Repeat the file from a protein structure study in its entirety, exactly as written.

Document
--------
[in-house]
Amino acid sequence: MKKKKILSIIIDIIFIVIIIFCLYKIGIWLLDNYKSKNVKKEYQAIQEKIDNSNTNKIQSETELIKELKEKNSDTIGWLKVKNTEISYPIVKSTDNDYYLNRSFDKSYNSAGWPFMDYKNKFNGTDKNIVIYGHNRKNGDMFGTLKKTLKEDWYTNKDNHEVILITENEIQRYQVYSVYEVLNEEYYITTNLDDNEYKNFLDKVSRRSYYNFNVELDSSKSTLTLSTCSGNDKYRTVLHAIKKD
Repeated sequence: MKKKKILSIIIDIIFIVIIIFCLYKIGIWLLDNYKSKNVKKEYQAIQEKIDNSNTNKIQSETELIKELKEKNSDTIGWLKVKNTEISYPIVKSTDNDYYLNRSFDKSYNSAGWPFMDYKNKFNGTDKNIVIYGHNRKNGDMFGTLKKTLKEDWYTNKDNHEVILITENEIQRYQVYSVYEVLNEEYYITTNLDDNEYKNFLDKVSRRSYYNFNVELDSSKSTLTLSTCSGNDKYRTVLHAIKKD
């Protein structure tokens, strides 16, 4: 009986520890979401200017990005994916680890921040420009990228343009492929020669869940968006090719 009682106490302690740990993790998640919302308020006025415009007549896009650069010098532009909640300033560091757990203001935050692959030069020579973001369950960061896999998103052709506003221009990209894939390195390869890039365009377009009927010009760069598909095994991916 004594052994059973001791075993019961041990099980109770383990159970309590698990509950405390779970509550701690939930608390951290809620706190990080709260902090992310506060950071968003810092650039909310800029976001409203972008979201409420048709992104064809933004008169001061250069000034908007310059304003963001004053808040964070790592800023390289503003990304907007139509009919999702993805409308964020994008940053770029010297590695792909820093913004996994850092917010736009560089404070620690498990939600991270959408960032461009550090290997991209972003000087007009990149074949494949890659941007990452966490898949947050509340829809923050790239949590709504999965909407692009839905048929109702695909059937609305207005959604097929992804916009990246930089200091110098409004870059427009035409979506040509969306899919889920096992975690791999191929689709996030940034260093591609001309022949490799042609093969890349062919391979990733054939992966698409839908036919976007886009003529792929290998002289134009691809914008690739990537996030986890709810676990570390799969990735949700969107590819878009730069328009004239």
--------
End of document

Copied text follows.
[in-house]
Amino acid sequence: MKKKKILSIIIDIIFIVIIIFCLYKIGIWLLDNYKSKNVKKEYQAIQEKIDNSNTNKIQSETELIKELKEKNSDTIGWLKVKNTEISYPIVKSTDNDYYLNRSFDKSYNSAGWPFMDYKNKFNGTDKNIVIYGHNRKNGDMFGTLKKTLKEDWYTNKDNHEVILITENEIQRYQVYSVYEVLNEEYYITTNLDDNEYKNFLDKVSRRSYYNFNVELDSSKSTLTLSTCSGNDKYRTVLHAIKKD
Repeated sequence: MKKKKILSIIIDIIFIVIIIFCLYKIGIWLLDNYKSKNVKKEYQAIQEKIDNSNTNKIQSETELIKELKEKNSDTIGWLKVKNTEISYPIVKSTDNDYYLNRSFDKSYNSAGWPFMDYKNKFNGTDKNIVIYGHNRKNGDMFGTLKKTLKEDWYTNKDNHEVILITENEIQRYQVYSVYEVLNEEYYITTNLDDNEYKNFLDKVSRRSYYNFNVELDSSKSTLTLSTCSGNDKYRTVLHAIKKD
């Protein structure tokens, strides 16, 4: 009986520890979401200017990005994916680890921040420009990228343009492929020669869940968006090719 009682106490302690740990993790998640919302308020006025415009007549896009650069010098532009909640300033560091757990203001935050692959030069020579973001369950960061896999998103052709506003221009990209894939390195390869890039365009377009009927010009760069598909095994991916 004594052994059973001791075993019961041990099980109770383990159970309590698990509950405390779970509550701690939930608390951290809620706190990080709260902090992310506060950071968003810092650039909310800029976001409203972008979201409420048709992104064809933004008169001061250069000034908007310059304003963001004053808040964070790592800023390289503003990304907007139509009919999702993805409308964020994008940053770029010297590695792909820093913004996994850092917010736009560089404070620690498990939600991270959408960032461009550090290997991209972003000087007009990149074949494949890659941007990452966490898949947050509340829809923050790239949590709504999965909407692009839905048929109702695909059937609305207005959604097929992804916009990246930089200091110098409004870059427009035409979506040509969306899919889920096992975690791999191929689709996030940034260093591609001309022949490799042609093969890349062919391979990733054939992966698409839908036919976007886009003529792929290998002289134009691809914008690739990537996030986890709810676990570390799969990735949700969107590819878009730069328009004239």